Kamaelia Summer of Code Mentoring
Since we have external
mentors this year with Kamaelia as part of summer of code (external to BBC
research this is!). As a result, I think it would be good to discuss how
we've handled mentoring in previous years. This has normally been part of a
Xwelcome to the projectX email, but it's worth pulling out.We have one
expectation regarding students which has to be adhered to X communication.
Schedules and aspirations do not always match, and unforeseen problems can
throw projects out of kilter.
The way we usually work therefore is as
- Students are given space in SVN for all their
development, and are expected to check in every day they write code.
(this makes it possible for a mentor to be familiar with their work and see
- To balance this mentors are expected to read the
check-ins, and check code as and when it becomes runnable. (ie be familiar
with what their student is doing!)
- We expect students to hang
out on IRC during what they view as Xoffice hoursX, though idling the rest
of the time is welcome. Likewise for mentors as much as they
- We've previously held weekly meetings during GSOC, and
experience shows that this is a good idea X everyone gets a better idea of
how their work fits in with other projects, and gets to see common problems.
This meeting occurs on IRC and has a standard format to speed things up. It
is forcibly limited to an hour, and focusses on DONE/TODO (in next
week)/BLOCKED and focusses on getting people unblocked.
student arranges with their mentor a specified time/duration each week which
is their XguaranteedX mentor time. Less than an hour is a bad idea. Huge
amounts risks spoon-feeding & micro-management. Experience has shown
that if this is skipped that a project tends to drift. So, whilst it can be
skipped if people are clear what's going on, skipping it two weeks in a row
is a bad idea. Note: this isn't a maximum amount of time, but more a
guarantee between the student and mentor that they will be around for that
period as a guaranteed minimum. (given the Xidling on a channel
requirementX, for some people this XminimumX has seemed
- We expect questions to be raised sooner rather than
later (ie people shouldn't wait until either meetings or guaranteed time),
and likewise if you hear a question you know the answer to, you're expected
to answer it, to avoid the bystander
There's various ways to view this, but the key one
is this X consider if you were working on-site:
Better to think of this as "someone who's
looking out for
you" rather than "boss". Becomes even more obvious why micromanaging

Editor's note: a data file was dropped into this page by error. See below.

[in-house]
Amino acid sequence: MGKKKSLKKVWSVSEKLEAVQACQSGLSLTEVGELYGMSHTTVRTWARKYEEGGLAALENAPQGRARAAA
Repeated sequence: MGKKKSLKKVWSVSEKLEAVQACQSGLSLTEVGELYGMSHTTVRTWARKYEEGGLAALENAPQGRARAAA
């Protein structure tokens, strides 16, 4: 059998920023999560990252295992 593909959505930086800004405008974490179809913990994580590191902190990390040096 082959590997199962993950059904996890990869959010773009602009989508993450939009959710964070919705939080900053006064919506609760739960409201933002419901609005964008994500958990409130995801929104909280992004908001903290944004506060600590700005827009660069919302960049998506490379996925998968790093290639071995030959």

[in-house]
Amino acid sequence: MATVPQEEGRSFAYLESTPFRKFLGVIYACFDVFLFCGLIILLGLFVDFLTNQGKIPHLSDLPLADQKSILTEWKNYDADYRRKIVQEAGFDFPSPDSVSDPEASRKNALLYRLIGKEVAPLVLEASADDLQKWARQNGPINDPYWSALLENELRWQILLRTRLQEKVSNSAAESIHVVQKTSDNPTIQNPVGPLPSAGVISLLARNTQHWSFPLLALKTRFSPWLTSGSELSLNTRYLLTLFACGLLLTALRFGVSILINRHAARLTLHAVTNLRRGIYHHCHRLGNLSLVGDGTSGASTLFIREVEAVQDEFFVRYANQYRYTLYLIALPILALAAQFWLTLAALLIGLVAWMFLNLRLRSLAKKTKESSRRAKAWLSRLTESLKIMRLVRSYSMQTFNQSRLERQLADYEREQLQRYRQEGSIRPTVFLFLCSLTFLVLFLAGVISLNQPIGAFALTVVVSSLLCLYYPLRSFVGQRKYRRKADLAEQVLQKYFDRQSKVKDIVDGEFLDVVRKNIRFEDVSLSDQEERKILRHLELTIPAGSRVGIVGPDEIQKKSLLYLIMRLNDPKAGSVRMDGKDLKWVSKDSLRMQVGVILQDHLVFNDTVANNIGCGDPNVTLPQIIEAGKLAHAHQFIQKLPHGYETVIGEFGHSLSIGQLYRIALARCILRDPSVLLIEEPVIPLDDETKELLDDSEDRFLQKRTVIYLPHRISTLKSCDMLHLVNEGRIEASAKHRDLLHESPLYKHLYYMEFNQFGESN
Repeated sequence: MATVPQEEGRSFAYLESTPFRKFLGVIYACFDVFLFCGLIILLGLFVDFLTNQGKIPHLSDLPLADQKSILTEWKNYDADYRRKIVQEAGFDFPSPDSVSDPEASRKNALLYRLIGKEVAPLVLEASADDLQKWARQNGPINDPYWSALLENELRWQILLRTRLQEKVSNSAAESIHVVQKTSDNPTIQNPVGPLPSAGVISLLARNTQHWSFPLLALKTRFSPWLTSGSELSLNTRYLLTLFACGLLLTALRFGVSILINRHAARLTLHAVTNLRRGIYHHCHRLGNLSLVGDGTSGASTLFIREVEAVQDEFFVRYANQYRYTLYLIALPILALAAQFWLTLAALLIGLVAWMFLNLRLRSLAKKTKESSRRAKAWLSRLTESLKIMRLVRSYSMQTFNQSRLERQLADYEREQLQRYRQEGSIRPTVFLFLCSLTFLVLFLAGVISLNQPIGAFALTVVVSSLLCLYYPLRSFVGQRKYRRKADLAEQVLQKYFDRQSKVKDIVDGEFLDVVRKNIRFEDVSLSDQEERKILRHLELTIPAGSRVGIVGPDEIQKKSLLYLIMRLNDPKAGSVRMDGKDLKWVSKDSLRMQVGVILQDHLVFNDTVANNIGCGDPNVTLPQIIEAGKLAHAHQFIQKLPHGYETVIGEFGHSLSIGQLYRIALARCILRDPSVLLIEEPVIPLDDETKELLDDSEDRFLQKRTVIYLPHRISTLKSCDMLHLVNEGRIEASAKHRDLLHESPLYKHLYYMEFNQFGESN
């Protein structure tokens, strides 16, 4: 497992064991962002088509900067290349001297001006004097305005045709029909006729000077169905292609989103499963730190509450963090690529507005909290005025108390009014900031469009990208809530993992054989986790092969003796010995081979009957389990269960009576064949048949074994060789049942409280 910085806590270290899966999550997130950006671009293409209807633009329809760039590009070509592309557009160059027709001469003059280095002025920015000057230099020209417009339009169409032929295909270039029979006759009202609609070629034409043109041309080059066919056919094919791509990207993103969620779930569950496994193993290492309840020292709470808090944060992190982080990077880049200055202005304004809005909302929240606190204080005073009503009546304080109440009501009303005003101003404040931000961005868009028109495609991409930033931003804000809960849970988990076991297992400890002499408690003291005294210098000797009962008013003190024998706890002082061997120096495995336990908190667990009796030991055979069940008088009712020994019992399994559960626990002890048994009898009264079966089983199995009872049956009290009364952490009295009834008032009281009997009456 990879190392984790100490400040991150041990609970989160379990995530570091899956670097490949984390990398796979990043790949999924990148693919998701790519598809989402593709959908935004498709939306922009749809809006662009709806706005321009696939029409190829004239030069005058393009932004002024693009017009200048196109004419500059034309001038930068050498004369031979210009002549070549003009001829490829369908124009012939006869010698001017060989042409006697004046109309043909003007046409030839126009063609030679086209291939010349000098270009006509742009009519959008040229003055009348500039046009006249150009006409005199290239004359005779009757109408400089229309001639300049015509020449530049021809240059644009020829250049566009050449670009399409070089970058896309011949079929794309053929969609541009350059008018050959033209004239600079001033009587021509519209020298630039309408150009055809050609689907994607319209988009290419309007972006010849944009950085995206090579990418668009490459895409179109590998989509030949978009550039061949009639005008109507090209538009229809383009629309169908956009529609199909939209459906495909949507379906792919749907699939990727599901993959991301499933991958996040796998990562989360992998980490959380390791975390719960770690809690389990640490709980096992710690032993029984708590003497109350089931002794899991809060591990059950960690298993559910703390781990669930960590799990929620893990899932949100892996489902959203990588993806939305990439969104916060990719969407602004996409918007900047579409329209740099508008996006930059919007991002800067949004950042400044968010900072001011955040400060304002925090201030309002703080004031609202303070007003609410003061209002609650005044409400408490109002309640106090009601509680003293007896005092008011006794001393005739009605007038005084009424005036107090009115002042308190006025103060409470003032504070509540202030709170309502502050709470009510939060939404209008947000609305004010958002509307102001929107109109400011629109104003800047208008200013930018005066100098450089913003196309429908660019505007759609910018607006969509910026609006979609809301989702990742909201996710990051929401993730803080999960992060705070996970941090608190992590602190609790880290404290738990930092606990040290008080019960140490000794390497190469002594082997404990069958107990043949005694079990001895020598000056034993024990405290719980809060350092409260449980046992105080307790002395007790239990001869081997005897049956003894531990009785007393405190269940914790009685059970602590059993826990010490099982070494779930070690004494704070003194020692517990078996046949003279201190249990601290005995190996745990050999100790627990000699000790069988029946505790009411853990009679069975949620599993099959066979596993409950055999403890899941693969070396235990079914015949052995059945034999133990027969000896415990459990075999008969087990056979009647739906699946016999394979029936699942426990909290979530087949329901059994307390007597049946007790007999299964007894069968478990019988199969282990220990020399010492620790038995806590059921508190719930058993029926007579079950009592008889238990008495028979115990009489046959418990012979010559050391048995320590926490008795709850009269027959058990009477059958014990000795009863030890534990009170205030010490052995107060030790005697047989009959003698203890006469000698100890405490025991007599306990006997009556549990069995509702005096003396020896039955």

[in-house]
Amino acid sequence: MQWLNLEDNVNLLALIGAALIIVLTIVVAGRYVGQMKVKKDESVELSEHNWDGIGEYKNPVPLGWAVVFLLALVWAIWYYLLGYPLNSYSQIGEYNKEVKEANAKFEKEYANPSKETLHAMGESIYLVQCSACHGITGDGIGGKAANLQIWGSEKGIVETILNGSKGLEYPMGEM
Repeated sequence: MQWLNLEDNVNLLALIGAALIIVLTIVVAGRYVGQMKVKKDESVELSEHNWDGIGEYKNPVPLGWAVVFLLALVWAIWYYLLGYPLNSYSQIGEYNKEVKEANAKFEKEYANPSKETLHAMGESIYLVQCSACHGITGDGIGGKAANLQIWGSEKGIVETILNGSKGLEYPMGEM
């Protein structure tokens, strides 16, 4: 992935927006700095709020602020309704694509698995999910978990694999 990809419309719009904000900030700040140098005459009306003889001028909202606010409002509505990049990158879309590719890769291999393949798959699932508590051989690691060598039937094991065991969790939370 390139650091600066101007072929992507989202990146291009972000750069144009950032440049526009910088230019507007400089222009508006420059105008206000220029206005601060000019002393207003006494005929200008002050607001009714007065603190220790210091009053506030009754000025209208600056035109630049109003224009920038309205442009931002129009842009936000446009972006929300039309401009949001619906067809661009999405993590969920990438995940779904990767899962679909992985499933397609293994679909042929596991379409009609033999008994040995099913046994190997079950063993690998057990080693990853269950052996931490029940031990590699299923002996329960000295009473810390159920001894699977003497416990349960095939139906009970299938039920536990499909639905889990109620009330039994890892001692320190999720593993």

doesn't make sense with that description, but "boss" is a far shorter
word, even if totally inaccurate!
- Your boss wouldn't micro-manage you on a daily basis. (you'd hope not
anyway) They'd expect to see activity towards your goal, but being
micro-managed isn't fun and neither is micro-managing. Similarly, when you
raise an issue it'd be useful if your colleagues had an idea as to what
you've been doing. (cf checkin emails)
- Team meetings are useful
for seeing how everyone is doing, and to see how your work fits in.
Similarly raising common issues then is a good idea. (weekly irc
- Likewise, if having a weekly time when you can take time
out to raise issues X either in front of the rest of the team or in private
would be considered useful. (guaranteed mentor time). Not every issue is
- Similarly, one of the best ways of getting help and
building connections & friendships with those you're working with is by
simply Xbeing aroundX and being social. (hence being
Generally speaking, mentors should be willing and
able to answer questions when students ask them, but students have to be
willing and able to accept that they might not get an instant answer. If
they don't, repeating the question over email (over the public mailing
lists) is important, since it captures the question and answer. (Much like
in a busy office you could go over and ask someone a question and they might
say Xnot now, drop me a note and I'll get on itX)
Put another way,
mentors should consider students as equivalent to new colleagues who need
help being shown the ropes, rather than people who need micro-managing.
This will vary across the board from technical issues through to
As a result having a variety of modes of communication is
extremely useful, and provides good reasons for the students to raise and
air issues without concern, and the same for mentors. IRC is a critical
medium in making this work.
However at the end of the day, getting
excited about your student's work and sharing in their successes, and
assisting them towards that generally appears to be the only common success
factor. You can only do that if there's sufficient communication going on,
and if your student has communicated a clear vision of what they want to
If that is the case, then both student and mentor can often
have a very enjoyable and successful summer.